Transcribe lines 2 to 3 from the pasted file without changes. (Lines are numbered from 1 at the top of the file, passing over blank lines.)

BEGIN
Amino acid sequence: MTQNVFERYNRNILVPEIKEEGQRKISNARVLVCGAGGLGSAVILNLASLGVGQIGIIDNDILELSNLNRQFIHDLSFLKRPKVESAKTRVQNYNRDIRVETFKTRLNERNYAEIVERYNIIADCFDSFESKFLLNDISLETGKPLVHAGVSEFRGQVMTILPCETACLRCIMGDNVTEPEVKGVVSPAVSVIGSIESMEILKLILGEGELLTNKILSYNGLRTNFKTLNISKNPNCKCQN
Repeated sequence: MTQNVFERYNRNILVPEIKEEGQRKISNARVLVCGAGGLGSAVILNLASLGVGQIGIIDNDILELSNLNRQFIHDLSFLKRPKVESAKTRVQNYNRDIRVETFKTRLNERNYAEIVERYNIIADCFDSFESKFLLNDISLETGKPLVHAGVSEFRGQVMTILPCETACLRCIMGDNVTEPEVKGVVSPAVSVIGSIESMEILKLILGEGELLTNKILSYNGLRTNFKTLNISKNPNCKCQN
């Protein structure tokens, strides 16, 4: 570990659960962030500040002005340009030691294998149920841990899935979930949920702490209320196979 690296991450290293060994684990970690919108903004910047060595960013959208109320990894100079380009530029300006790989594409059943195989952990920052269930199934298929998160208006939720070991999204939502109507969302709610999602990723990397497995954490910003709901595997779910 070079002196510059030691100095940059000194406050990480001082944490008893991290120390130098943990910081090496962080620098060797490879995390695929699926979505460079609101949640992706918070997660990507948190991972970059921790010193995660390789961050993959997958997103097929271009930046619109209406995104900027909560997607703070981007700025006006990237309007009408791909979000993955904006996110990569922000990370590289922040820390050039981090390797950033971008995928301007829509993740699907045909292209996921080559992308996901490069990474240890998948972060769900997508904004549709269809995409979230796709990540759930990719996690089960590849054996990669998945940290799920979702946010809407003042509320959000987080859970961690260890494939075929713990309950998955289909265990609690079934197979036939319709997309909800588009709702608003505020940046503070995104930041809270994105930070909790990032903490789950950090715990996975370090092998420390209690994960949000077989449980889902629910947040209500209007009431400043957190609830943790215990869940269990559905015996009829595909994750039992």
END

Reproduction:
Repeated sequence: MTQNVFERYNRNILVPEIKEEGQRKISNARVLVCGAGGLGSAVILNLASLGVGQIGIIDNDILELSNLNRQFIHDLSFLKRPKVESAKTRVQNYNRDIRVETFKTRLNERNYAEIVERYNIIADCFDSFESKFLLNDISLETGKPLVHAGVSEFRGQVMTILPCETACLRCIMGDNVTEPEVKGVVSPAVSVIGSIESMEILKLILGEGELLTNKILSYNGLRTNFKTLNISKNPNCKCQN
């Protein structure tokens, strides 16, 4: 570990659960962030500040002005340009030691294998149920841990899935979930949920702490209320196979 690296991450290293060994684990970690919108903004910047060595960013959208109320990894100079380009530029300006790989594409059943195989952990920052269930199934298929998160208006939720070991999204939502109507969302709610999602990723990397497995954490910003709901595997779910 070079002196510059030691100095940059000194406050990480001082944490008893991290120390130098943990910081090496962080620098060797490879995390695929699926979505460079609101949640992706918070997660990507948190991972970059921790010193995660390789961050993959997958997103097929271009930046619109209406995104900027909560997607703070981007700025006006990237309007009408791909979000993955904006996110990569922000990370590289922040820390050039981090390797950033971008995928301007829509993740699907045909292209996921080559992308996901490069990474240890998948972060769900997508904004549709269809995409979230796709990540759930990719996690089960590849054996990669998945940290799920979702946010809407003042509320959000987080859970961690260890494939075929713990309950998955289909265990609690079934197979036939319709997309909800588009709702608003505020940046503070995104930041809270994105930070909790990032903490789950950090715990996975370090092998420390209690994960949000077989449980889902629910947040209500209007009431400043957190609830943790215990869940269990559905015996009829595909994750039992």